Week 8 – 2014 Scratch Beginners

Hi everyone,

Good to see so many of you there again on Saturday.

At the start of the session, I talked about what will be happening on April the 12th when we will be awarding belts. If you have any questions or are unsure about anything, please ask me in the next session.


This week we again tried to use all the coding fundementals we have learned so far, such as loops, decisions, animation etc., and put them into a new game. Unlike last week though where the game was an action game this weeks was more of a brain teaser/maths game.


Next week, you are going to work on the game that you will show to us the following week. We will be on hand to help you along if you have any questions.

Looking forward to seeing all your great ideas!

The full notes from this weeks sessions are here in PDF form CDA-S3-MathsGame

Welcome to App Inventor

Today we are going to use App Inventor to create Android apps. App Inventor is created by MIT (Massachusetts Institute of Technology) who are the same people who created Scratch.

App Inventor is browser based and the projects are stored entirely in a cloud at MIT.

Currently the supported browsers are:

  • Mozilla Firefox 3.6 or higher
  • Note: If you are using Firefox with the NoScript extension, you’ll need to turn the extension off. See the note on the troubleshooting page.
  • Apple Safari 5.0 or higher
  • Google Chrome 4.0 or higher
  • Microsoft Internet Explorer is not supported.


App Inventor works on the following Operating Systems

  • Windows XP, Windows Vista, Windows 7
  • Mac OS X 10.5 or higher
  • GNU/Linux: Ubuntu 8 or higher, Debian 5 or higher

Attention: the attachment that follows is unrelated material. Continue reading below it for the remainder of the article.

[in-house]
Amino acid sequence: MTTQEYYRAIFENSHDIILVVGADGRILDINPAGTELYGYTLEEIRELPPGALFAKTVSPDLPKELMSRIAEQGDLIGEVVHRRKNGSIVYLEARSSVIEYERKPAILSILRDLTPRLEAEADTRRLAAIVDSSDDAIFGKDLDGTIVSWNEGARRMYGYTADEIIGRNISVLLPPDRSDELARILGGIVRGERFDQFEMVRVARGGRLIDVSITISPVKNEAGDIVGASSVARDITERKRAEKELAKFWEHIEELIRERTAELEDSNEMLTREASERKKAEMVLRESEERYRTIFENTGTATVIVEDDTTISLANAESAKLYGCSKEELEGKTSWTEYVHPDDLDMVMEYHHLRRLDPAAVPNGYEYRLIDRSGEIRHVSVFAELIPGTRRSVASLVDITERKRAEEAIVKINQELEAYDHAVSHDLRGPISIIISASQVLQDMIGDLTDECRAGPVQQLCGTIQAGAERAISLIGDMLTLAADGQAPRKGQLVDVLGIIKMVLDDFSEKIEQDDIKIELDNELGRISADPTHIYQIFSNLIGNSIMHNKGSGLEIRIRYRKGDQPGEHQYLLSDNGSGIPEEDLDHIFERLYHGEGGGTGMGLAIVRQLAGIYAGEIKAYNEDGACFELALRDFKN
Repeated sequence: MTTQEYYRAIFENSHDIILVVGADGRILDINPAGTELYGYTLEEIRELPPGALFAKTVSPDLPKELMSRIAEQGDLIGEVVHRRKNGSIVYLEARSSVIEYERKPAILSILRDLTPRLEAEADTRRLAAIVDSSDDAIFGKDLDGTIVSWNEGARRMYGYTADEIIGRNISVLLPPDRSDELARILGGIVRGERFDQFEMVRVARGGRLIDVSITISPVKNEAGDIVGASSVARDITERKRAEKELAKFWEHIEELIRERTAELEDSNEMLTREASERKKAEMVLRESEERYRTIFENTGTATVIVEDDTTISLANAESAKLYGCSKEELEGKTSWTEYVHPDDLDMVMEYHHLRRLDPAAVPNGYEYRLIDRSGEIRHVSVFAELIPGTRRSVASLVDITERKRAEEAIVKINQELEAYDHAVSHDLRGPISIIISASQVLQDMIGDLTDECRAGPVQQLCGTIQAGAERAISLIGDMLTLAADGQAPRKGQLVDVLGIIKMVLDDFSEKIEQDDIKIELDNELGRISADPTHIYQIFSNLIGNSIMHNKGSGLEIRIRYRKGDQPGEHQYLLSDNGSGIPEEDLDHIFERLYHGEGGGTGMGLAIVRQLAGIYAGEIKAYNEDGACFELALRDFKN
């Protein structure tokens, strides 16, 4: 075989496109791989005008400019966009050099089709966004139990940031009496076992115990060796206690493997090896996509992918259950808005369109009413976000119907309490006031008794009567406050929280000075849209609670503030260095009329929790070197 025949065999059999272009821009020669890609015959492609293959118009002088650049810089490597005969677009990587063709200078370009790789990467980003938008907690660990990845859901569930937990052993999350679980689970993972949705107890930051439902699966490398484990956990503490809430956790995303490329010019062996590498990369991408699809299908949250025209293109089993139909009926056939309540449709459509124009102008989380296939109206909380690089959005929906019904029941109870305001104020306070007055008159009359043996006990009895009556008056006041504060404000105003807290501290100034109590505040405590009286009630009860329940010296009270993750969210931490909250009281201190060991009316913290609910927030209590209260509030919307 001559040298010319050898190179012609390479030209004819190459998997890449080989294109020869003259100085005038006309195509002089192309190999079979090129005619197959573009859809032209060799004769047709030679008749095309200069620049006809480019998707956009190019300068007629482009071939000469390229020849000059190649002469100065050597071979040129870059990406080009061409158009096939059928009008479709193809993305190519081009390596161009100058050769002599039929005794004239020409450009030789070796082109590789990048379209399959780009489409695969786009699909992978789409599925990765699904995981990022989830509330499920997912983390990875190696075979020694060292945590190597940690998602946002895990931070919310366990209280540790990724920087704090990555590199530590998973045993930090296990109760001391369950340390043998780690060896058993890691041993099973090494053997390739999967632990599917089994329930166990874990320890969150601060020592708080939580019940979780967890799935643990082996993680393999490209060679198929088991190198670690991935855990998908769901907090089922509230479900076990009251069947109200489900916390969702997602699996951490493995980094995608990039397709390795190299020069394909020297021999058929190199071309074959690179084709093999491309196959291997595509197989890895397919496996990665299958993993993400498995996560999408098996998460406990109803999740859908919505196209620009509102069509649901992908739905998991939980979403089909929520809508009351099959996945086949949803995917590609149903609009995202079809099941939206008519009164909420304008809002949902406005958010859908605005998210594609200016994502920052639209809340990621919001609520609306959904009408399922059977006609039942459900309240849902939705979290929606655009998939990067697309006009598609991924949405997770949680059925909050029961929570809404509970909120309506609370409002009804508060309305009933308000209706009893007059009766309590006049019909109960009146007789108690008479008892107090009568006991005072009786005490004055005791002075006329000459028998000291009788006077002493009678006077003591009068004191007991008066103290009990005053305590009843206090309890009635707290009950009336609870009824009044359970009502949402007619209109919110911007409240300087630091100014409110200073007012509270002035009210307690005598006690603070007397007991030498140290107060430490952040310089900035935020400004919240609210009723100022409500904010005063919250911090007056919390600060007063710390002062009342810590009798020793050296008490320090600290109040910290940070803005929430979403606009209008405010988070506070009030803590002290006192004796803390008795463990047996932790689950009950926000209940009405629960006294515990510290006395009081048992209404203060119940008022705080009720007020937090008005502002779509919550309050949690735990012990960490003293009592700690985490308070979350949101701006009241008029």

The following slides cover the steps to install Firefox and the App Inventor software.

Week 1 – How to install App Inventor

The following slides cover the steps to update the App Inventor software.

Week 1 – How to update App Inventor


Once the software has been installed we will create our 1st app using App Inventor.

Week 1 – Speaking App

ModderDojo Java Modding 12: Creating our First Block


Getting Started

IMPORTANT: For this block mod code to work, you need at least release 1024 of Forge 1.7.2. It will not work with releases 999 that we downloaded before. (Explanation: Forge works by decompiling the Minecraft code, which gives fields and methods automatic names like func_149739_a(). The Forge people have to translate these into meaningful names, like getUnlocalizedName(). They had not done this for the Material fields in earlier releases.)

You can download the source here: http://files.minecraftforge.net/maven/net/minecraftforge/forge/1.7.2-

You will need to unzip it and run the two gradlew commands – see Post 2.

Thanks to Eli and Ailish who between them were the first to get this working.

Files Needed

Very similarly to creating an Item mod (see Post 8) you need at least 4 things to create a new Block mod:

  1. A new block class that extends the standard Block class
  2. A mod class where you add it to the game registry (you can just add some lines to one you have already)
  3. A language file where you specify its name
  4. A texture file to control its appearance

I am keeping this code in the same package I already used for our item mod, modderdojo.firstitem.


The Block Class

Create a Java file in this package called MyFirstBlock with this code:

// Michael Madden March 2014.
// Ref: http://www.minecraftforge.net/wiki/Basic_Items
// Thanks to Ailish and Eli in CoderDojo Athenry who figured this out originally. 

package modderdojo.firstitem;

import net.minecraft.block.Block;
import net.minecraft.block.material.Material;
import net.minecraft.creativetab.CreativeTabs;

public class MyFirstBlock extends Block
 public MyFirstBlock()
 // This is the constructor for our new item. Set basic properties in it.